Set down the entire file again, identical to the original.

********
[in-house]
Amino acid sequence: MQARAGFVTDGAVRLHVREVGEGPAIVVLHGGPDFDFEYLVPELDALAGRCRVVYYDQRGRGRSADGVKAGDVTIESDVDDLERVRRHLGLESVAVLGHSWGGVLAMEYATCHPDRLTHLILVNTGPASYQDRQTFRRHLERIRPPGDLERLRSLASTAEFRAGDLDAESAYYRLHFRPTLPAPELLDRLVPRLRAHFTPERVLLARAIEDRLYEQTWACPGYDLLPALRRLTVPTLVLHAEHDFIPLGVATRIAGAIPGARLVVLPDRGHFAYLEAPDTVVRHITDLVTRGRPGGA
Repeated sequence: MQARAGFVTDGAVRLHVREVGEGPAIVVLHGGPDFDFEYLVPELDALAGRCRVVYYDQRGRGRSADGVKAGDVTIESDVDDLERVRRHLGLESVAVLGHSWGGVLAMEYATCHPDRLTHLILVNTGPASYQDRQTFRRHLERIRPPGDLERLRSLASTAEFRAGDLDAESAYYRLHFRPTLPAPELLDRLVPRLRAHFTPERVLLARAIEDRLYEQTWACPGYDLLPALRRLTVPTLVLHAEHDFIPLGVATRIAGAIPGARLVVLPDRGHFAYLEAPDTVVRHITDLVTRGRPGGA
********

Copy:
[in-house]
Amino acid sequence: MQARAGFVTDGAVRLHVREVGEGPAIVVLHGGPDFDFEYLVPELDALAGRCRVVYYDQRGRGRSADGVKAGDVTIESDVDDLERVRRHLGLESVAVLGHSWGGVLAMEYATCHPDRLTHLILVNTGPASYQDRQTFRRHLERIRPPGDLERLRSLASTAEFRAGDLDAESAYYRLHFRPTLPAPELLDRLVPRLRAHFTPERVLLARAIEDRLYEQTWACPGYDLLPALRRLTVPTLVLHAEHDFIPLGVATRIAGAIPGARLVVLPDRGHFAYLEAPDTVVRHITDLVTRGRPGGA
Repeated sequence: MQARAGFVTDGAVRLHVREVGEGPAIVVLHGGPDFDFEYLVPELDALAGRCRVVYYDQRGRGRSADGVKAGDVTIESDVDDLERVRRHLGLESVAVLGHSWGGVLAMEYATCHPDRLTHLILVNTGPASYQDRQTFRRHLERIRPPGDLERLRSLASTAEFRAGDLDAESAYYRLHFRPTLPAPELLDRLVPRLRAHFTPERVLLARAIEDRLYEQTWACPGYDLLPALRRLTVPTLVLHAEHDFIPLGVATRIAGAIPGARLVVLPDRGHFAYLEAPDTVVRHITDLVTRGRPGGA